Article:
By startingpoint August 4, 2014

Now that you have the property, it’s time to get it ready for the finish line! In most cases of rehabbing or flipping, this equates to bringing the property back to its full market value. Obviously, you got a great deal on the property if you have made it to this step, and are looking for a fairly quick turnaround in fixing it up and reselling it so you can make your profit and get onto finding the next big deal.

The biggest part of the fix is the contractor and any sub-contractors hired for the project. We will be discussing how to get contracting work done later, but what you should keep in mind throughout the project is that you need to bring your house up to full retail value right away. Why? Because, the longer you have the property the more holding costs are associated with it. You may have gotten a great price, but if you’re holding it for an extended period of time there will be unnecessary costs incurred. Such costs include maintenance and money expenditures for holding it. So, listen up as I run through all of the different options for fixing up the property and bringing it back to full market value so you can realize a profit in the deal. After all, why invest in real estate if you can’t make money, right?

 

“Now, one thing I tell everyone is learn about real estate. Repeat after me: real estate provides the highest returns, the greatest values and the least risk.”

-Armstrong Williams

Maintenance Costs

Maintenance costs are not your friend…if you are paying a landscaper for maintenance on the property, such as lawn care at $25 a week, this adds up in a hurry. The longer you hold the property the more time there is for something to break down or go wrong and now add additional maintenance that may have to be done. Other monthly costs associated with a property encompass the utilities ranging in everything from electric, gas, water, trash and sewer bills coming in. If the season happens to be winter, then make sure that the heat is on before water pipes break and cause a huge mess. Broken pipes are never fun to deal with. Also, consider the monthly costs involved in insurance and taxes.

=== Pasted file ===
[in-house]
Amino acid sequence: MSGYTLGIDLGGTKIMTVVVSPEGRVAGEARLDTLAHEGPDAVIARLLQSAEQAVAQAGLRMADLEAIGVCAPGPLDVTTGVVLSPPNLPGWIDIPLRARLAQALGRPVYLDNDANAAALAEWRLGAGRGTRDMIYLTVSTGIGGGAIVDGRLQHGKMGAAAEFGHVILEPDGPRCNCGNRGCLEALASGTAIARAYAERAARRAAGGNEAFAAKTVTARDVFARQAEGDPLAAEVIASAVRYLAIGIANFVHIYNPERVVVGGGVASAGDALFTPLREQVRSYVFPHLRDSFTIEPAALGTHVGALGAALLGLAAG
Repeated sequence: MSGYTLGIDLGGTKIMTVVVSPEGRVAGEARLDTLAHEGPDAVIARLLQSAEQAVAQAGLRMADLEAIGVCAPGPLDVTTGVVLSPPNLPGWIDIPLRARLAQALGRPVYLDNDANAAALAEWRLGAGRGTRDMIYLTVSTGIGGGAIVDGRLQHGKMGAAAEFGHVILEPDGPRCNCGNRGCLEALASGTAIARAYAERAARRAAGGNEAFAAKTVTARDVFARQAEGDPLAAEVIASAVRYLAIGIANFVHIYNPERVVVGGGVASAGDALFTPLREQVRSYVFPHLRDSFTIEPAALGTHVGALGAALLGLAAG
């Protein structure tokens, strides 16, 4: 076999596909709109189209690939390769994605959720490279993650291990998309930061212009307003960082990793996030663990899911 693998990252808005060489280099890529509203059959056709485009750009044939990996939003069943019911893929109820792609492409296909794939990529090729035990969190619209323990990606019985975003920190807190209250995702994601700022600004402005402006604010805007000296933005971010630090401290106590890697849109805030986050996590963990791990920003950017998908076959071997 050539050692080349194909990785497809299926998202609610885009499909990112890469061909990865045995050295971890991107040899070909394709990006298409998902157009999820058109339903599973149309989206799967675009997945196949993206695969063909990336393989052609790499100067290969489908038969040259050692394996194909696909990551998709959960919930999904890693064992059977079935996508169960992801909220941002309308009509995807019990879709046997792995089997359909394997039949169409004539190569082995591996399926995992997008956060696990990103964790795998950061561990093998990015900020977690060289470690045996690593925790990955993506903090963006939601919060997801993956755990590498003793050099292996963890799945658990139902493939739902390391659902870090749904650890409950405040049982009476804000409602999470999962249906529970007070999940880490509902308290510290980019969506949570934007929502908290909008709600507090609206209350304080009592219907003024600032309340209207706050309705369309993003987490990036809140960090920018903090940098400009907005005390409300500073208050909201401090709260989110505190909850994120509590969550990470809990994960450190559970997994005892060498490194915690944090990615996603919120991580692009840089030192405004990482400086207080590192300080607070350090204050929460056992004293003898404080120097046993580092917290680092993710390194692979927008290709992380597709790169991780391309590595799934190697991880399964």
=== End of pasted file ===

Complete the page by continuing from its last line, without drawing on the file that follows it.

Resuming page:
SPRE Tip: When shopping around for insurance ask about the builders risk policy as this is the best type for rehab insurance.

Money Costs

Especially when borrowing funds, the longer you have the property, the less time you have to keep it on the market. If you have a hard money loan, you may only have a 4 to 6 month timeframe to get a pre-hab or rehab done and sold. If you have to extend the loan because it won’t sell as fast as you would have liked, that’s money coming straight from your bottom line as well as more stress added to the equation.

Opportunity Costs

The money you could be making with the funds that you have tied up in the purchase and ‘fix’ of the house is what can be referred to as an ‘opportunity cost’. If you purchase a ‘good’ deal then shortly after come across a ‘homerun deal’, you might not be able to move on it because your funds are already tied up in the ‘good deal’. So, the rule of thumb is that the faster you get your money back the sooner that you can move onto the next investment. If you find a deal you won’t be able to get to anytime soon, you will need to calculate all of your holding costs. You may find it’s worth holding off on the purchase of it and investing in more liquid assets instead for the meantime. Even if it’s a small return but a safe investment, like a bond or stock, it may be worth it.

Conclusion

It’s important to complete any repairs needed as quickly as possible. Even if you find a great deal, but if you know you cannot get to it right away, you must make sure to calculate all holding costs associated, and then reevaluate the purchase. Just remember the old saying: “Time is money.”

For more tips on bringing your St. Louis real estate investments to full market value, contact us today. Be sure to follow us on Pinterest, Google+, Twitter, and Facebook!